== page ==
After two years of disappointment, the Indians could finally make a serious run in 2016. Their rotation ranks among the best in baseball, as Corey Kluber, Carlos Carrasco, Danny Salazar, and Trevor Bauer each have elite potential. Aside from established regulars in Michael Brantley, Jason Kipnis, and Carlos Santana, their position players include a trove of intriguing youngsters, chief among them the wünderkind Francisco Lindor. Projections at both FanGraphs and Baseball Prospectus think Cleveland will win the AL Central this year.
Nevertheless, they should try to get better before the season begins — after all, they had similarly optimistic outlooks in 2014 and 2015, and that didn't amount to anything. They could probably use a center fielder and/or a third baseman, to take plate appearances away from Abraham Almonte and Giovanny Urshela respectively, and an upgrade to the top-heavy bullpen couldn't hurt. If they want to improve in any of these areas, they'll need to trade away someone.
Enter Roberto Perez. The catcher made something of a name for himself last season, when he compiled 1.7 fWAR in 226 plate appearances for the Tribe (and, as we'll soon see, that total might sell him short). He's somewhat old, having turned 27 in December, but with five years of team control remaining, he has plenty of time to provide value. If Cleveland makes the right move, he'll do so for another club, and give the Indians much of that value immediately.
Why should the Indians trade Perez? First and foremost, Perez has a decent bat. He showed off his offensive potential in 2015, with a respectable 110 wRC+. Although we should obviously regress that a bit for our expectations, one element of it looks pretty sustainable — and bodes well for his future at the plate.
In the 2014 offseason, FanGraphs' Kiley McDaniel complimented Perez on his "feel...for the strike zone", which had helped him accumulate walks in the minor leagues. During the subsequent campaign, Perez was one of 352 players to accumulate 200 plate appearances. On average, those players swung at pitches outside the strike zone 30.9 percent of the time; Perez did a little better than that. How much better?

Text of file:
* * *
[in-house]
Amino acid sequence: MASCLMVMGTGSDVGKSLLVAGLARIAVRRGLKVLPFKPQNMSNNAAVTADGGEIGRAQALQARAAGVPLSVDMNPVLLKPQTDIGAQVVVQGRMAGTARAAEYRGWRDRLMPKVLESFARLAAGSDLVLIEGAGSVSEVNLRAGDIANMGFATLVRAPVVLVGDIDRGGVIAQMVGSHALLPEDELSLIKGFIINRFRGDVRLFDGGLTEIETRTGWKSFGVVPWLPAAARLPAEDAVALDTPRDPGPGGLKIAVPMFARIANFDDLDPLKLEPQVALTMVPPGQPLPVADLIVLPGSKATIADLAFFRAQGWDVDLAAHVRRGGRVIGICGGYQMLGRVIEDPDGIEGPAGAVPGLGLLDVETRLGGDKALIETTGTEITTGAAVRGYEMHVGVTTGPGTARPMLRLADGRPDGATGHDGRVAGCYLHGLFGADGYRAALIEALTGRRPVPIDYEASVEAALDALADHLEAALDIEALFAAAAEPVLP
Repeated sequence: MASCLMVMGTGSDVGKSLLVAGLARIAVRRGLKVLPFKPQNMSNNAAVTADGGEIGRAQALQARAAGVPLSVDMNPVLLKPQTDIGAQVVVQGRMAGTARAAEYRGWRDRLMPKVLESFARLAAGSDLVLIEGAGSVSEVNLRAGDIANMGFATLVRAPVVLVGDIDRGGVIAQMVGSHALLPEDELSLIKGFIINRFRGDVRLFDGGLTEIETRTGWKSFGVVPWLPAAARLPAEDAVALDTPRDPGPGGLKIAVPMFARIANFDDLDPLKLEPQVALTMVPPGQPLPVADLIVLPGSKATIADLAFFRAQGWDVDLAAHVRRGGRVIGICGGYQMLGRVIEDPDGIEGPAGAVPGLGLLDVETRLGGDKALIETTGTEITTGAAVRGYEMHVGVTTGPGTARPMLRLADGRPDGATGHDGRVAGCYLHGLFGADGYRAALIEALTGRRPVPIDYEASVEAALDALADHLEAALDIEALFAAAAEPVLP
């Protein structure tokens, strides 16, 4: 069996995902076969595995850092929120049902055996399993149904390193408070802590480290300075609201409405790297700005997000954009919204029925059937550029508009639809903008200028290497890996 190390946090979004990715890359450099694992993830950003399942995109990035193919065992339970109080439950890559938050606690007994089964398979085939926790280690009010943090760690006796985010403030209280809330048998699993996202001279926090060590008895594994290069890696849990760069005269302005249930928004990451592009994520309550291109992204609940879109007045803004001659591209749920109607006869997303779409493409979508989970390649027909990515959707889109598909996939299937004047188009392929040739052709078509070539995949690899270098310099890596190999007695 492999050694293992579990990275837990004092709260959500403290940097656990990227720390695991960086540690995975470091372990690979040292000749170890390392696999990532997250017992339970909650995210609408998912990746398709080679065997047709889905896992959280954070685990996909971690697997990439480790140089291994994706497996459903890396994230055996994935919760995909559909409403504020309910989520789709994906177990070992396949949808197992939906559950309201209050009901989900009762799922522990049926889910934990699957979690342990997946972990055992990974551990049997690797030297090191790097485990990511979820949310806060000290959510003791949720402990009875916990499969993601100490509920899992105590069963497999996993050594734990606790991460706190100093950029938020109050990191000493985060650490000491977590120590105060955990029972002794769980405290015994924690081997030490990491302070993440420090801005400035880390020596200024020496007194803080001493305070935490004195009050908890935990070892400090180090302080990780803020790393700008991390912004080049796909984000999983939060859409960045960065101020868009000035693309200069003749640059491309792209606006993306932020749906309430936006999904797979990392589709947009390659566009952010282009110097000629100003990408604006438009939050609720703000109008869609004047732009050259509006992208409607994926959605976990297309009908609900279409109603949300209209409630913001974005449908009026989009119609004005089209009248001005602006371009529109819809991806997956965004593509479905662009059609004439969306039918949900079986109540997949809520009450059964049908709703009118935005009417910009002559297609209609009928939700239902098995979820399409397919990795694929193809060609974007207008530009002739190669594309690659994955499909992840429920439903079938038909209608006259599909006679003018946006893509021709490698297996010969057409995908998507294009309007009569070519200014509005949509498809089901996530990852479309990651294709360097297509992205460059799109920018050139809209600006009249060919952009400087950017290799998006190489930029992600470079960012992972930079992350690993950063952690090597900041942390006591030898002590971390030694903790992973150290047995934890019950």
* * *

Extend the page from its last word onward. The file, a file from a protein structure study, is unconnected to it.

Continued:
Yeah, he led the majors. Yeah, he beat Votto. Yeah, that's pretty damn impressive for a rookie. If Perez can continue walking in 14.6 percent of his trips to the dish, he'll remain at least a satisfactory hitter.
To roughly measure his odds of maintaining that plate discipline, let's look to history. Over the past nine seasons — also known as The PITCHf/x Era — a mere 16 rookies have amassed 200 plate appearances with an O-Swing rate below 20 percent. Their subsequent careers went pretty well, at least in terms of free passes:
|Season||Player||Rookie PA||Rookie O-Swing%||Rookie BB%||Later PA||Later O-Swing%||Later BB%|
All together, the 14 relevant batters have compiled a 10.2 percent walk rate in their post-rookie tenure. Some of these men washed out, but the successes of the bunch offer some hope. Plus, Jaso and Ruiz — players who have had respectable major-league careers despite late debuts — demonstrate that age won't necessarily hold Perez back.
Perez still strikes out a lot, and his power has a tendency to come and go. He has anything but a certain offensive future. For a backstop, however, teams will tolerate inconsistent production at the plate, especially if the player can succeed behind it. And in terms of defense, Perez really stands apart.
Down on the farm, Perez intimidated opposing runners, whom he threw out 37.7 percent of the time. He surpassed that threshold in 2015, with a phenomenal 41.9 percent caught-stealing rate. His blocking prowess also helped his cause at the major-league level, where he allowed an average amount of both wild pitches and passed balls. That combination made him worth three runs above an average defensive catcher, in FG's judgment. Over just 538.1 innings, that makes him pretty valuable.
In the most important area of catcher defense, Perez was more than pretty valuable. His framing ability saved Cleveland 4.7 runs — and, as noted above, he achieved that in about a half of a season. That didn't come out of nowhere, either: From 2012 to 2014, he stole enough strikes in the minors to earn 59.5 runs. This metric doesn't factor into fWAR, so his value takes a hit in that regard, but it still matters. Perez appears to be a spectacular receiver, and while that talent could disappear, I'd bet on it sticking around.
Why should the Indians give away a catcher who excels at defense and holds his own on offense? Well, they already have someone who meets both of those criteria: Yan Gomes. After he exploded in 2013, the Indians signed him to a long-term contract extension, that could potentially keep him on the team through 2021. In terms of true talent, Gomes beats Perez with both the bat and the glove — he's clearly the superior player, and the one that should stay in Cleveland.
Gomes played horribly in 2015, as he suffered a knee injury in April that seemed to hamper him the rest of the way. He hadn't missed much time before then, though, meaning he has a good chance at regaining his health in 2016. This makes him more of a buy-low option, as opposed to Perez, whom the Indians could sell high on. While either player could conceivably depart in a trade, Perez makes the most sense.
Of course, the Tribe could always keep both players. Having two front-line catchers can only help your team, especially if one of them gets hurt. But until that happens, one of Perez or Gomes will see less playing time than they deserve, while the Indians will be giving plate appearances at some positions to players far below front-line, or even average. To replace the likes of Almonte and Urshela, they'll need to part ways with a true asset. If Cleveland wants to make the leap in 2016, they'll make the difficult choice and deal Perez.
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